Many Battery Failures Have Cable-Related Problems

Battery Cable corrosion

Once upon a time when a battery cable became corroded and unusable, replacing it was a fairly simple job. In most cars today, the battery cables are part of the wiring harness and cannot be replaced individually and to compound the problem, the terminal ends are not always lead, but metal which will not hold up well with corrosion. It is not unusual to see these cables sell for over $800 and require many hours to install.

Battery corrosion is the main cause of cable failure and will in time completely eat through the battery cable clamps used on the newer cars and should be attended to as soon as it's noticeable. Maintenance can really save money as well as prevent a call for a tow truck.

Inspect your battery cables periodically for any corrosion and take care of it as soon as its visible!

Servicing the Battery

If there is corrosion on the outside of the terminal, it has probably accumulated between the cable clamp and the terminal. To clean this, the cables need to be removed from the battery and both the clamps and terminals need to be wire brushed until shiny. Don't breathe the dust, It is very corrosive.

If its a top post battery install battery protectant pads on the terminals below the battery cables. This will help prevent gases from getting back to the terminals. A little battery protectant spray on the terminals is a good idea also.
Note: disconnecting the battery may cause you to lose your radio presets and possibly cause the vehicle to run different for a little while as the computer relearns.

Acid residue or a build up of dirt on the battery case can cause a small electrical discharge and weaken the battery, so it should be cleaned off also. Its a good idea to remove the battery and clean the battery tray, as acid running down it can cause it to eventually rust out.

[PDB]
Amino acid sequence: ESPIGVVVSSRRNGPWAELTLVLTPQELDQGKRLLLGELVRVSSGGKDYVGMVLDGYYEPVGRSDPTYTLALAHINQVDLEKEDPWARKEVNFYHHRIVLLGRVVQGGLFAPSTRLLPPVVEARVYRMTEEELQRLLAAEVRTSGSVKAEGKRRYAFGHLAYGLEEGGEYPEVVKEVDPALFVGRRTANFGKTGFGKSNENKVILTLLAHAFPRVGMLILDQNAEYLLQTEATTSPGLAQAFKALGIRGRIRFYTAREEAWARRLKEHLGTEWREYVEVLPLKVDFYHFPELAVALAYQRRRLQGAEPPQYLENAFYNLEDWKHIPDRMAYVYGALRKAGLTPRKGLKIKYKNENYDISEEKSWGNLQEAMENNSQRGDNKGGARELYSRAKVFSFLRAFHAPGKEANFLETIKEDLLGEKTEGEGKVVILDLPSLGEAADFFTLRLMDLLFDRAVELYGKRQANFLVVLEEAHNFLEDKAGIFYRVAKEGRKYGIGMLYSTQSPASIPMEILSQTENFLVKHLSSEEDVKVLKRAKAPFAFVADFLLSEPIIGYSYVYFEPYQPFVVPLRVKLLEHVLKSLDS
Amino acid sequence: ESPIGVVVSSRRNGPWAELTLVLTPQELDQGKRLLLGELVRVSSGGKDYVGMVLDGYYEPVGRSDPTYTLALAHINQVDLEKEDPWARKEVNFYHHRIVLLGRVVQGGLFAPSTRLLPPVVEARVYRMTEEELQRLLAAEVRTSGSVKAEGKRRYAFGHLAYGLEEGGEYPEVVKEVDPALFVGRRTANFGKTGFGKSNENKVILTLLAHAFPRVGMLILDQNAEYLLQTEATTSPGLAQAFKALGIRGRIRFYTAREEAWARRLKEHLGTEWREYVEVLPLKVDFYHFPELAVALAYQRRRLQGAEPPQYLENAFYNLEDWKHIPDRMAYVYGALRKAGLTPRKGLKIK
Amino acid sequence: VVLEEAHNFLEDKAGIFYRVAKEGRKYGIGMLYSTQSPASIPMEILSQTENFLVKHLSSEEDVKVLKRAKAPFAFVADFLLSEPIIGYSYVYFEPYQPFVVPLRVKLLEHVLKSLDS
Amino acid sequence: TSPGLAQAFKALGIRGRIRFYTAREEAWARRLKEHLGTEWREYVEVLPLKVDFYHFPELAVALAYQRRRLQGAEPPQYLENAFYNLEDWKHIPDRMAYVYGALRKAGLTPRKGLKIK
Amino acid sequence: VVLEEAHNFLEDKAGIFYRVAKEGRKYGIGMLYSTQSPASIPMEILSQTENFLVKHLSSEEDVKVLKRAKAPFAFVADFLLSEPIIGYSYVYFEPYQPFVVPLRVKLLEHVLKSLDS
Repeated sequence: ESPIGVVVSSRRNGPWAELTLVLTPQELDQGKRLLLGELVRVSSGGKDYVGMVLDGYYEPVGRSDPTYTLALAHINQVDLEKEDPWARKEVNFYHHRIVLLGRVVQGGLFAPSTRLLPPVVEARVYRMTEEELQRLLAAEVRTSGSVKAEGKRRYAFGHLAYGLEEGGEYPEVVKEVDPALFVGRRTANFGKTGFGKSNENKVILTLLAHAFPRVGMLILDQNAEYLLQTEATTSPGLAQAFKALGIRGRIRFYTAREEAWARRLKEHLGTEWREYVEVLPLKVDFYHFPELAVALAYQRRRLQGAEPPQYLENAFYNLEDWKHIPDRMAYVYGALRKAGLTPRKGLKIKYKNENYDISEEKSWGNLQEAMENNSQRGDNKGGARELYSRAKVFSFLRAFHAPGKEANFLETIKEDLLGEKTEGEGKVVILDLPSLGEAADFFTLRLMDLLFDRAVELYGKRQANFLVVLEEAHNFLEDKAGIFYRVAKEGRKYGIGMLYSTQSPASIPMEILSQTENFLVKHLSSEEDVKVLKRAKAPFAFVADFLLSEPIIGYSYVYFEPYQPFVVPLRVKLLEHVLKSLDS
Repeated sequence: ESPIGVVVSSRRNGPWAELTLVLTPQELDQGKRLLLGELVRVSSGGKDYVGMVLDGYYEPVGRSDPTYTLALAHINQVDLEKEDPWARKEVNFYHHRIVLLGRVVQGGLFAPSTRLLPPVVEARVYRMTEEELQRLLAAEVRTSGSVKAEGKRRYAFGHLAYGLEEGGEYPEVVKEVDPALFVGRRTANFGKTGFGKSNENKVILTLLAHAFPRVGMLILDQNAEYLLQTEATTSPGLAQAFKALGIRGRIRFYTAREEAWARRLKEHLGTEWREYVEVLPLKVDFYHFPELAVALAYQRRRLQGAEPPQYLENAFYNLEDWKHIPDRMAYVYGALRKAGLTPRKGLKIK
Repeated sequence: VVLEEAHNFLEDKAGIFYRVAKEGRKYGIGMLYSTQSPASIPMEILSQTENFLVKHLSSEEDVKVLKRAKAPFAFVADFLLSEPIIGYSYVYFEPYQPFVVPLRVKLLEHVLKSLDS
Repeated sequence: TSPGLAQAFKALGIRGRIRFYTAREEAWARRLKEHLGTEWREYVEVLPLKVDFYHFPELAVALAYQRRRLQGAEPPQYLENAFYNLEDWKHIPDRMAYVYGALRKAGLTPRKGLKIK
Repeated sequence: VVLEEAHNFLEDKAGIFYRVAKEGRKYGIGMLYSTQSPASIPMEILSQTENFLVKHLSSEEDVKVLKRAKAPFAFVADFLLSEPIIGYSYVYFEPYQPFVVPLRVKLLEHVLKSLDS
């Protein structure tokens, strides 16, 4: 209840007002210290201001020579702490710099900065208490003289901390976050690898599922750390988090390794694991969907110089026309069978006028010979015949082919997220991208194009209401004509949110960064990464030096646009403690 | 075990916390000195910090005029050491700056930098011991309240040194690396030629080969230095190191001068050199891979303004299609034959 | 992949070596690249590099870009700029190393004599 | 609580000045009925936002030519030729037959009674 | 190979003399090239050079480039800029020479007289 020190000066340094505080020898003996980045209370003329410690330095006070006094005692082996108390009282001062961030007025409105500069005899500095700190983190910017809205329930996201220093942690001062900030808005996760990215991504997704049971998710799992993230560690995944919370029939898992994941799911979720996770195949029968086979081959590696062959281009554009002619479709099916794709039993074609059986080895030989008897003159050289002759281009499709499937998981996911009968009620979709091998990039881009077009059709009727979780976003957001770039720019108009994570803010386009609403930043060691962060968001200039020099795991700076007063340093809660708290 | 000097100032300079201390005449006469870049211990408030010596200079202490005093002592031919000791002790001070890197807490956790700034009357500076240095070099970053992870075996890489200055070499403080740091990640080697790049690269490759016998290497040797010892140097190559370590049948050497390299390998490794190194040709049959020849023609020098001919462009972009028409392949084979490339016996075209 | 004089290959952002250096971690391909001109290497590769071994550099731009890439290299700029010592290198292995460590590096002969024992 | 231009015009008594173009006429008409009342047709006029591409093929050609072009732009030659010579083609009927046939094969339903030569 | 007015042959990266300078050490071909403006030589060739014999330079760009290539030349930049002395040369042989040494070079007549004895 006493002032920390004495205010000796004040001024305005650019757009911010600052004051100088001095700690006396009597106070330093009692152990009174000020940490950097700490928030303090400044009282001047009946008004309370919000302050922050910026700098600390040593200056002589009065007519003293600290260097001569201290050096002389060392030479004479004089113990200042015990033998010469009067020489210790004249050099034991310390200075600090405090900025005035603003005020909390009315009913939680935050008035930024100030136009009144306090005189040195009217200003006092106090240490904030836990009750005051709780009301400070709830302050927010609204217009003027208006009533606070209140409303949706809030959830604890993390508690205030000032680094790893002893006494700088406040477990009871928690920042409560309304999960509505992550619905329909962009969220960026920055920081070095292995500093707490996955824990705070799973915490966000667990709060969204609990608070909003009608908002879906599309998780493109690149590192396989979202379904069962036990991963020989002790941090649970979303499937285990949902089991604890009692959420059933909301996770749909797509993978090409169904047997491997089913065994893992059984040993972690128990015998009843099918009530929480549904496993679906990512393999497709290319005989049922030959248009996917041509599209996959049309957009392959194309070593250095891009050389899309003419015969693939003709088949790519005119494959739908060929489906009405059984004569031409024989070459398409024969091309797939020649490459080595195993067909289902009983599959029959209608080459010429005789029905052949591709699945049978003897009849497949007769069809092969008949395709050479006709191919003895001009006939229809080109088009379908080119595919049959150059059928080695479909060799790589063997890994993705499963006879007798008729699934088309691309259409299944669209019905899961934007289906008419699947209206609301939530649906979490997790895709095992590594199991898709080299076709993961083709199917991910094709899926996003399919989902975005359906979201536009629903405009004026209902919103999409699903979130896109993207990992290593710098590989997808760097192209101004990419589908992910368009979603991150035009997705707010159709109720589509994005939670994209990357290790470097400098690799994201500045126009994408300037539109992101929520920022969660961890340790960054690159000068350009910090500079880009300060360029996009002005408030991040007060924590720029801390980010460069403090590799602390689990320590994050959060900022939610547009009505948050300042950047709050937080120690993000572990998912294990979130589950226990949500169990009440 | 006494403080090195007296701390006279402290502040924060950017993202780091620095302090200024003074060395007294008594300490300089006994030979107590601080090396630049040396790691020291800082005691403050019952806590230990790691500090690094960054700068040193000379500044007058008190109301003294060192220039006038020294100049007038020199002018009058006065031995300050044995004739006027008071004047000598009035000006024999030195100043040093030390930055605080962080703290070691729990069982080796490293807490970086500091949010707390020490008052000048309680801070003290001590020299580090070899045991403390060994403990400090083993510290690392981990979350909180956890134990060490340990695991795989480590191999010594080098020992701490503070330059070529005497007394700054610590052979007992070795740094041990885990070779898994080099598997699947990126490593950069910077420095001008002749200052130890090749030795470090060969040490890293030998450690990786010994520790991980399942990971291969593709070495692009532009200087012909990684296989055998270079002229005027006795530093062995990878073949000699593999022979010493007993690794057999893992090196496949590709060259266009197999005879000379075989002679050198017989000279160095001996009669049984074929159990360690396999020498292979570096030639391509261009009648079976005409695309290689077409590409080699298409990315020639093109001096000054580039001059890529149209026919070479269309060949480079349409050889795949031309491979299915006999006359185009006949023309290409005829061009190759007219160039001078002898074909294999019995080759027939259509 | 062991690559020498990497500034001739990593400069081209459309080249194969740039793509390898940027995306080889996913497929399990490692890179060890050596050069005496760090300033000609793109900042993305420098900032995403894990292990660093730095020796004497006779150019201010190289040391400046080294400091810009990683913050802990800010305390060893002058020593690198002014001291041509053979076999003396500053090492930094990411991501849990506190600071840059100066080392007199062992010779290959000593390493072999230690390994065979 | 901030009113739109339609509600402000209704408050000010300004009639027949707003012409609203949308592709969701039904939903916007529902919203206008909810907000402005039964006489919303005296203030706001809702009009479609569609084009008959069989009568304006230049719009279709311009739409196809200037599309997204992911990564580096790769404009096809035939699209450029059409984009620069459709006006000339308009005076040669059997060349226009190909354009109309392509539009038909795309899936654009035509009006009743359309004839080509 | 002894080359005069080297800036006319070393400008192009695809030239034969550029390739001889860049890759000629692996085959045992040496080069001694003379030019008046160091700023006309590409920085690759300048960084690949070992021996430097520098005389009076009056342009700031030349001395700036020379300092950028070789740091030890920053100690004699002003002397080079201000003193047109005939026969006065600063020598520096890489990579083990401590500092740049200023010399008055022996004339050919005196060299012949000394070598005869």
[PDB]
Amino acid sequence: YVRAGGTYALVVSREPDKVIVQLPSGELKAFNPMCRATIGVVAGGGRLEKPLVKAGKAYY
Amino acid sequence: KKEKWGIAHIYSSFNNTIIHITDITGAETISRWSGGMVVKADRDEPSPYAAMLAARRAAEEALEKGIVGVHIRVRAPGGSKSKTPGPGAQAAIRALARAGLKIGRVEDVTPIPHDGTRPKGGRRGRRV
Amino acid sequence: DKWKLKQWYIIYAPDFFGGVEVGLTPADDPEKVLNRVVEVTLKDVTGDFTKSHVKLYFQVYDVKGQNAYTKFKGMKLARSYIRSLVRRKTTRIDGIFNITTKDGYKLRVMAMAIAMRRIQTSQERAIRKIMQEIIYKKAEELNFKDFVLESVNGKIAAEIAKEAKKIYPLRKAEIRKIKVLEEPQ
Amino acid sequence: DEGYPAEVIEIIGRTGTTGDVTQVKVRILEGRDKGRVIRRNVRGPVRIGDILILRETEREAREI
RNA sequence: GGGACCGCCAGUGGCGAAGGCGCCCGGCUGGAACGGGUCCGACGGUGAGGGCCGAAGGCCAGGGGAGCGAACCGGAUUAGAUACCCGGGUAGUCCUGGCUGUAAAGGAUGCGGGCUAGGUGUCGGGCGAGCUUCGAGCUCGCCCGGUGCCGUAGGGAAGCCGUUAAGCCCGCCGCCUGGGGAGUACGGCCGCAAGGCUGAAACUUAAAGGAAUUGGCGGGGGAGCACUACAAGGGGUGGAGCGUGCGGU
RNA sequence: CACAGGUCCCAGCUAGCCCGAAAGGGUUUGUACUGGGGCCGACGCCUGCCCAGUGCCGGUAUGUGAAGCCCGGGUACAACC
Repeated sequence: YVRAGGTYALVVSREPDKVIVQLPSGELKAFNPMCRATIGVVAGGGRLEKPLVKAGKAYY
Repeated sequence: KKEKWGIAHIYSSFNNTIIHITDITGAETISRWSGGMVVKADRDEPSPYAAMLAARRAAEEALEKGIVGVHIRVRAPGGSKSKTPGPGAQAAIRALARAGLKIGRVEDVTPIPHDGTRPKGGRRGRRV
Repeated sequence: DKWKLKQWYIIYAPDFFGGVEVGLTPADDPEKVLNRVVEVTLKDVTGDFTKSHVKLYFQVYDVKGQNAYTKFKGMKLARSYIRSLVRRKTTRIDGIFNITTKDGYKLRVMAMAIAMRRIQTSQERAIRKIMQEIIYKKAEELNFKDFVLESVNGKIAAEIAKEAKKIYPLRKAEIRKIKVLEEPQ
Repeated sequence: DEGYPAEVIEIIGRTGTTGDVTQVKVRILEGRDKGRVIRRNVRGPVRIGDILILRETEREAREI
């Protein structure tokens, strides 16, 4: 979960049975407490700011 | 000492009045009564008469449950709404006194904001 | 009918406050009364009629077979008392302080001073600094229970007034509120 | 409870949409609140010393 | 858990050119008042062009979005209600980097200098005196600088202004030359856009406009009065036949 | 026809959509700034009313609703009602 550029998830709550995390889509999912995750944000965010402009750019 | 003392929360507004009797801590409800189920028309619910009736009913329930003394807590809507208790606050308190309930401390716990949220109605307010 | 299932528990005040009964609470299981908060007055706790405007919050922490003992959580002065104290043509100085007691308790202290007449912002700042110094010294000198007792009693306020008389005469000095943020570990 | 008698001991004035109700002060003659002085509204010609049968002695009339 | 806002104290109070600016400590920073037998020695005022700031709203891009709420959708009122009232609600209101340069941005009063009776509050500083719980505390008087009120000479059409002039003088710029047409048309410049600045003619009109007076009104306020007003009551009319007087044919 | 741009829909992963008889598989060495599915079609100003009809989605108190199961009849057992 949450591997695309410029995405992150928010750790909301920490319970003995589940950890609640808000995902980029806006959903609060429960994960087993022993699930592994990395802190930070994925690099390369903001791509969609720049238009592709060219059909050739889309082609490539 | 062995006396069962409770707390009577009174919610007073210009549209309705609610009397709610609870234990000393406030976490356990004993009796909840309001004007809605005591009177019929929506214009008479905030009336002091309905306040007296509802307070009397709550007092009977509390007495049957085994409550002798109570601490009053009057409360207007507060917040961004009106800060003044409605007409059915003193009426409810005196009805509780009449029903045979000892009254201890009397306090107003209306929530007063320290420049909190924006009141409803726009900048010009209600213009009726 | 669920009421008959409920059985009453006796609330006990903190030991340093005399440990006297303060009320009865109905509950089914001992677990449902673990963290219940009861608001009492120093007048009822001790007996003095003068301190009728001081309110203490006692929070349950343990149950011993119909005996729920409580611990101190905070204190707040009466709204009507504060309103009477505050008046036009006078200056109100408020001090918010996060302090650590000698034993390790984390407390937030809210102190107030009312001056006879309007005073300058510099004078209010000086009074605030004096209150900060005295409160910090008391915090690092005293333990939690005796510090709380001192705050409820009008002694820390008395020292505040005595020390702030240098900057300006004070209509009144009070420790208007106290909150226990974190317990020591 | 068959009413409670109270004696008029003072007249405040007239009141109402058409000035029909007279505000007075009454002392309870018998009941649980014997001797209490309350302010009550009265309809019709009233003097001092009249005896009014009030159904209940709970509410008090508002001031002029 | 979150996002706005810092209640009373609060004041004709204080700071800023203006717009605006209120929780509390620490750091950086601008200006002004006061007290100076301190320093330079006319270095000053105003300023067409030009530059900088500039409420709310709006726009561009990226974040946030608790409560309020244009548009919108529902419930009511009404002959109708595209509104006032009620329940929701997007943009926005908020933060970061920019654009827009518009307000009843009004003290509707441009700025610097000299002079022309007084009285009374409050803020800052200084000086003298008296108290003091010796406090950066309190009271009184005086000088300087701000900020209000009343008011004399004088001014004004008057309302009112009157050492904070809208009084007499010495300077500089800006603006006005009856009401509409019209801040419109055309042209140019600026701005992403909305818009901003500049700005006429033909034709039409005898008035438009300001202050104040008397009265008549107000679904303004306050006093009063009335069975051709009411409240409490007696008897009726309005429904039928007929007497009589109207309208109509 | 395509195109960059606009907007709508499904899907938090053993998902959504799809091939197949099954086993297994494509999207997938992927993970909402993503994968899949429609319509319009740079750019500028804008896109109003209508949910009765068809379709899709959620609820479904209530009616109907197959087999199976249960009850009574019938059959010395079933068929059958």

Facts about battery cables

Battery cables are made of copper conductor which provides maximum power from the battery to the starter and is the best carrier of electricity. However, copper is susceptible to corrosion. A corroded cable will introduce resistance to the starting system and diminish the battery's ability to deliver maximum starting power. Over an extended period of time, this will not only wear the battery down but also put a strain on the entire starting system.

All automotive batteries contain a highly corrosive material known as electrolyte or acid. This material is necessary for a battery to perform. Unfortunately, this same material acts as a catalyst for corrosion. This occurs because the seal between the battery housing and the post will vent a small amount of acid fumes. These fumes, when combined with humidity, heat, dirt, and other chemicals (anti-freeze. grease, and oil) accelerate the corrosion process.

Corrosion comes in many forms, some you can see and others you cannot. Many times, a corroded battery cable is replaced with a temporary repair terminal. Corrosion that can be seen on the surface of copper will also be under the surface as well as working its way underneath the jacketing inside the cable. Proper repair should include the installation of a sealed custom battery cable as well as the use of a cleaning brush to clear the battery post of any corrosion and assure proper contact between the battery cable terminal and battery post.